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Rape conviction in Utah underscores risks at programs for troubled teens in Montana

From the Troubled kids, troubled system series
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A former therapist at a private teen treatment program near Kalispell was convicted in 2018 of repeatedly raping a 16-year-old girl he was caring for in one-on-one sessions at a program in Utah.

Jason Calder pleaded guilty in Utah District Court to four felonies, including rape, object rape, forcible sexual abuse and obstructing justice. As part of the plea agreement, 12 sexual assault-related charges were dismissed, the Salt Lake Tribune reported in January 2018.

Authorities opened the case after the girl disclosed the abuses to another therapist.

Calder worked seven years as a therapist at Summit Preparatory School near Kalispell, and only worked with boys, Rick Johnson, founder and director of development at Summit told the Missoulian on Thursday. He said no complaints were ever leveled against Calder in Montana; his background check came back clean and no previous employers raised any flags in reference calls before he began working there in 2007. Calder left the school in 2014 for a job with a higher position at a program in Utah, Johnson said.

“We were actually very surprised, very appalled, and I was just saddened by all the clients that he worked with that maybe he had been inappropriate with,” Johnson said in a phone interview.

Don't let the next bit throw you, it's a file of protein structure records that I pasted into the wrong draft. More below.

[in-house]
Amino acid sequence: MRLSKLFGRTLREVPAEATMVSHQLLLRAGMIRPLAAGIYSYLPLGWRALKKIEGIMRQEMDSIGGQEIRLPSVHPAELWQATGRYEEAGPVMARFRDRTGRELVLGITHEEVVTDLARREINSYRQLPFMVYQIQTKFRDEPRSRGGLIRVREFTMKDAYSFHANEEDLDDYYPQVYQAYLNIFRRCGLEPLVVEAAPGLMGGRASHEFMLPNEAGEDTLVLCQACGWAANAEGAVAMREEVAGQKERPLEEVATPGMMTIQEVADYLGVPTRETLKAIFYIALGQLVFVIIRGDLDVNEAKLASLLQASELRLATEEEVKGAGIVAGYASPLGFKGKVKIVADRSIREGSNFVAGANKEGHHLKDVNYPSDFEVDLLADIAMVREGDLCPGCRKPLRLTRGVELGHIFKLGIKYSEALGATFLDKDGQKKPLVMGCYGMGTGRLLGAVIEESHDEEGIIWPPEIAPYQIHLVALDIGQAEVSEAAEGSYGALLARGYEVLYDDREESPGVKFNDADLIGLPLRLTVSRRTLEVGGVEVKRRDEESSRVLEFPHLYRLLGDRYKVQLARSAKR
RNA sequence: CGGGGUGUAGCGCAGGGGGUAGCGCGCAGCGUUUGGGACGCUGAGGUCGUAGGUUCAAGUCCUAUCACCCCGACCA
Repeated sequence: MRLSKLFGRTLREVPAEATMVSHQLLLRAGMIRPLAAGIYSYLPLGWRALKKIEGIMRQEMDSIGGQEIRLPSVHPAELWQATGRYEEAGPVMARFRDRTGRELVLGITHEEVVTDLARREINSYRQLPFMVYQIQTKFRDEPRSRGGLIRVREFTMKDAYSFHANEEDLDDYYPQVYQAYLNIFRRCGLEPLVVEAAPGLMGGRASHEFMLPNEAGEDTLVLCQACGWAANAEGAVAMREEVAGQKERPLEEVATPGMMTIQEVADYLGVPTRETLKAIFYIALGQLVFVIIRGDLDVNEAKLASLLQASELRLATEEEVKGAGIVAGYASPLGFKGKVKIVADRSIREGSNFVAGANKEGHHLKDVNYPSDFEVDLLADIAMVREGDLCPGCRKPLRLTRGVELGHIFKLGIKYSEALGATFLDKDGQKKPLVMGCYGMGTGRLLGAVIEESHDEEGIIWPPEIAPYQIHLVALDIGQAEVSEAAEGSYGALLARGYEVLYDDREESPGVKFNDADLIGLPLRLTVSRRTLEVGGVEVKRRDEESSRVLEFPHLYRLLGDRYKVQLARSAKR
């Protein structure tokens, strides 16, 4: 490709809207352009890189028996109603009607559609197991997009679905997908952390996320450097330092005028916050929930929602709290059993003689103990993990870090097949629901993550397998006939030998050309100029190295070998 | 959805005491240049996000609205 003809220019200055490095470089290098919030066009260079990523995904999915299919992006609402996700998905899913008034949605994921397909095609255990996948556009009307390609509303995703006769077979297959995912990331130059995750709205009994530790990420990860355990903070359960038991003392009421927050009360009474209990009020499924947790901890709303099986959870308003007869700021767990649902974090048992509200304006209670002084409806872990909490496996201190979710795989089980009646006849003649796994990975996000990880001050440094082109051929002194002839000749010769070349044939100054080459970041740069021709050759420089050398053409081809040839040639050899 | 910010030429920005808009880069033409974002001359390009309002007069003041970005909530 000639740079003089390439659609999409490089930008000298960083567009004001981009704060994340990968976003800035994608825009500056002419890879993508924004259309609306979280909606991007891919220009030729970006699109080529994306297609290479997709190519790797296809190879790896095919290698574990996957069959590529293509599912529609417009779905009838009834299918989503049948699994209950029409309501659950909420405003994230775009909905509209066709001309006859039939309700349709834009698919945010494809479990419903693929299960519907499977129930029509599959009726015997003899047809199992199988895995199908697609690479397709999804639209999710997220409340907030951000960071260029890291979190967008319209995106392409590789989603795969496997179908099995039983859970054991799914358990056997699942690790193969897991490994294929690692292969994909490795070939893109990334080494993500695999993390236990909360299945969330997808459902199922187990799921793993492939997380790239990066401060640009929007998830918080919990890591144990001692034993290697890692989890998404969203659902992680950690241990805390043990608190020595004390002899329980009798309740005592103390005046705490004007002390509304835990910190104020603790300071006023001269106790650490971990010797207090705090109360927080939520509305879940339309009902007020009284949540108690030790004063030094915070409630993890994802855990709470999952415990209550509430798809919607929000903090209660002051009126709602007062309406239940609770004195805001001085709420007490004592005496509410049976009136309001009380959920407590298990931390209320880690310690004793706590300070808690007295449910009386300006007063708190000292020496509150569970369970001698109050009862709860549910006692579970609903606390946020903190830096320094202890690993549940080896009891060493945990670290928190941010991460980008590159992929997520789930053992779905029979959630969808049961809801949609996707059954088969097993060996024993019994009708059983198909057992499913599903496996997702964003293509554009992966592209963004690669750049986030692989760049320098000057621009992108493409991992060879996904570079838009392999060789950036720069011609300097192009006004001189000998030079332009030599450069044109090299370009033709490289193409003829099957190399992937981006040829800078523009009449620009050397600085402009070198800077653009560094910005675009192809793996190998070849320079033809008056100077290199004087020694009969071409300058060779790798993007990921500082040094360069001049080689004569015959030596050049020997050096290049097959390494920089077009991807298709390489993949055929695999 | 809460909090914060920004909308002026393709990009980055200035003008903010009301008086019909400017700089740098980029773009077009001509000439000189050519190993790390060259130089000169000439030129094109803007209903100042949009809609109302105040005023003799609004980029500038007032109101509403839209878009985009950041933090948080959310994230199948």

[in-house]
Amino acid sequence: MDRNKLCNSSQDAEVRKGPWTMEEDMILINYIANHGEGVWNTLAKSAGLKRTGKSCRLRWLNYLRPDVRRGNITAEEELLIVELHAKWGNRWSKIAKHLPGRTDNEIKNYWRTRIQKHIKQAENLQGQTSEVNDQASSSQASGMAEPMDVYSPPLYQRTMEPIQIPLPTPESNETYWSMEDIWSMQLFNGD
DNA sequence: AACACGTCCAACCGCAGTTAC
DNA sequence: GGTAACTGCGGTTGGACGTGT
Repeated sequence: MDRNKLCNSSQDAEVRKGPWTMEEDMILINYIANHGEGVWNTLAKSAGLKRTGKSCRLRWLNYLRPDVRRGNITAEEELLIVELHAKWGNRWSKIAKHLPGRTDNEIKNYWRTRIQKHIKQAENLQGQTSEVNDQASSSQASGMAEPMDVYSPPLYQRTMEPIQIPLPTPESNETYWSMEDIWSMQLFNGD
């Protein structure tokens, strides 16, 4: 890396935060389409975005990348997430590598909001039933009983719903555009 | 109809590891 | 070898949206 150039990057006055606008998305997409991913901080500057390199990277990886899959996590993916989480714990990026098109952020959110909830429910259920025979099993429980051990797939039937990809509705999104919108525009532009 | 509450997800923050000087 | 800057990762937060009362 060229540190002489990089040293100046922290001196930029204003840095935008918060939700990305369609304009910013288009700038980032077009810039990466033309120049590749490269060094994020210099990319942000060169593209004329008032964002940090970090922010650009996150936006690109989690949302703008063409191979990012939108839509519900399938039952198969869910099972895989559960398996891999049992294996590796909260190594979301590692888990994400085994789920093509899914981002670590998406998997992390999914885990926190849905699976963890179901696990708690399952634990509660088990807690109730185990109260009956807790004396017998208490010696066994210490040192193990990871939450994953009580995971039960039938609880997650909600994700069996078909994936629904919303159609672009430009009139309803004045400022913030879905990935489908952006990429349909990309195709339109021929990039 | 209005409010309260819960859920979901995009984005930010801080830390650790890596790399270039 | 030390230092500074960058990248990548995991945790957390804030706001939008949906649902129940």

Had the abuses happened in Montana, the 16-year-old girl’s allegations may not have led to prosecution.

Since October, a private teen treatment program near Thompson Falls has been sued three times by families alleging program administrators at Reflections Academy failed to protect their daughters from grooming and subsequent sexual relationships with an employee there. Sanders County prosecutors told the Missoulian in December they declined to press charges against Chaffin Pullan because the girls’ ages were above the age of consent.

Johnson said Monday that, while he hasn’t seen the details of the proposal, he supports a bill currently moving through the Legislature to make it a crime for therapists, licensed or unlicensed, to engage in sexual relationships with residents at private residential treatment programs in Montana.

“Certainly any therapist that has sex with a client should be held criminally responsible for that behavior,” he said. “That almost has the flavor of incest. It makes you sick to your stomach to think about it.”

The bill, HB 282, carried by Rep. Denley Loge, R-St. Regis, has passed approval of the House and will next be heard by the Senate Judiciary Committee.

Johnson said Summit employs training with all employees to eliminate any potentially suggestive behavior, completes reference checks and conducts background checks for all employees.


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